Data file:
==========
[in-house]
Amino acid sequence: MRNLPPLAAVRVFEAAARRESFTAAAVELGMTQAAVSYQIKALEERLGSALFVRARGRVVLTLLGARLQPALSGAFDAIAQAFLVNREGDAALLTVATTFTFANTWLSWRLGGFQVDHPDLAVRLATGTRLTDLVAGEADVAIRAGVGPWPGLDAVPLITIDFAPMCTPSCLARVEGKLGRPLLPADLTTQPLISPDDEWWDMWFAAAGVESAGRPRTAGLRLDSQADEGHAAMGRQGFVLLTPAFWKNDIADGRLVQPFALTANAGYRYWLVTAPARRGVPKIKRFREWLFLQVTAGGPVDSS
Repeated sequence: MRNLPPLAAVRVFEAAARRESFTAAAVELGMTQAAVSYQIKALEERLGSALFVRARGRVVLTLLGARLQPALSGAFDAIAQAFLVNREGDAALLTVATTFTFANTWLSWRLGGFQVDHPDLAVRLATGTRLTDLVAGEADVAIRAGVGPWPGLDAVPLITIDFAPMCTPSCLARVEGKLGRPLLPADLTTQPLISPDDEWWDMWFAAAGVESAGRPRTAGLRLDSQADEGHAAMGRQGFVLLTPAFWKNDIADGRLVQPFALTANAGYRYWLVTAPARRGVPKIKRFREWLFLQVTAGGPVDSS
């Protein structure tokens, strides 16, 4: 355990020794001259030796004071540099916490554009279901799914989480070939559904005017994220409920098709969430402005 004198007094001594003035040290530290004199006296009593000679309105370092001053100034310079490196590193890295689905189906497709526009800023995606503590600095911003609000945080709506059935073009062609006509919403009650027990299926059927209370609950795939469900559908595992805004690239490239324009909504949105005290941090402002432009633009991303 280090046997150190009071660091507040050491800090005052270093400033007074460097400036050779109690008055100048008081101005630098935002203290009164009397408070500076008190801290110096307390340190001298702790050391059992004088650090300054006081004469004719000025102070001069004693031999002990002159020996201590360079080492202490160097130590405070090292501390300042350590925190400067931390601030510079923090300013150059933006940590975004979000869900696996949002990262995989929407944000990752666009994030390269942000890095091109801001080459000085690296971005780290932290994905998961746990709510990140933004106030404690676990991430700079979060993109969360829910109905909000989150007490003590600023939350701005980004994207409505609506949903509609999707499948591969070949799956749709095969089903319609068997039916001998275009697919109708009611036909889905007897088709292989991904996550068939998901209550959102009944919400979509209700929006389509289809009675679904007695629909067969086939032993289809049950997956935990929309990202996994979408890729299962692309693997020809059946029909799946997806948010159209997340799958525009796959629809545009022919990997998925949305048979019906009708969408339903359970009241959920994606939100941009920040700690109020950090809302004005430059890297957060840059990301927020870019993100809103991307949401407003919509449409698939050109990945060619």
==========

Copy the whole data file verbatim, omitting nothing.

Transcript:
[in-house]
Amino acid sequence: MRNLPPLAAVRVFEAAARRESFTAAAVELGMTQAAVSYQIKALEERLGSALFVRARGRVVLTLLGARLQPALSGAFDAIAQAFLVNREGDAALLTVATTFTFANTWLSWRLGGFQVDHPDLAVRLATGTRLTDLVAGEADVAIRAGVGPWPGLDAVPLITIDFAPMCTPSCLARVEGKLGRPLLPADLTTQPLISPDDEWWDMWFAAAGVESAGRPRTAGLRLDSQADEGHAAMGRQGFVLLTPAFWKNDIADGRLVQPFALTANAGYRYWLVTAPARRGVPKIKRFREWLFLQVTAGGPVDSS
Repeated sequence: MRNLPPLAAVRVFEAAARRESFTAAAVELGMTQAAVSYQIKALEERLGSALFVRARGRVVLTLLGARLQPALSGAFDAIAQAFLVNREGDAALLTVATTFTFANTWLSWRLGGFQVDHPDLAVRLATGTRLTDLVAGEADVAIRAGVGPWPGLDAVPLITIDFAPMCTPSCLARVEGKLGRPLLPADLTTQPLISPDDEWWDMWFAAAGVESAGRPRTAGLRLDSQADEGHAAMGRQGFVLLTPAFWKNDIADGRLVQPFALTANAGYRYWLVTAPARRGVPKIKRFREWLFLQVTAGGPVDSS
């Protein structure tokens, strides 16, 4: 355990020794001259030796004071540099916490554009279901799914989480070939559904005017994220409920098709969430402005 004198007094001594003035040290530290004199006296009593000679309105370092001053100034310079490196590193890295689905189906497709526009800023995606503590600095911003609000945080709506059935073009062609006509919403009650027990299926059927209370609950795939469900559908595992805004690239490239324009909504949105005290941090402002432009633009991303 280090046997150190009071660091507040050491800090005052270093400033007074460097400036050779109690008055100048008081101005630098935002203290009164009397408070500076008190801290110096307390340190001298702790050391059992004088650090300054006081004469004719000025102070001069004693031999002990002159020996201590360079080492202490160097130590405070090292501390300042350590925190400067931390601030510079923090300013150059933006940590975004979000869900696996949002990262995989929407944000990752666009994030390269942000890095091109801001080459000085690296971005780290932290994905998961746990709510990140933004106030404690676990991430700079979060993109969360829910109905909000989150007490003590600023939350701005980004994207409505609506949903509609999707499948591969070949799956749709095969089903319609068997039916001998275009697919109708009611036909889905007897088709292989991904996550068939998901209550959102009944919400979509209700929006389509289809009675679904007695629909067969086939032993289809049950997956935990929309990202996994979408890729299962692309693997020809059946029909799946997806948010159209997340799958525009796959629809545009022919990997998925949305048979019906009708969408339903359970009241959920994606939100941009920040700690109020950090809302004005430059890297957060840059990301927020870019993100809103991307949401407003919509449409698939050109990945060619």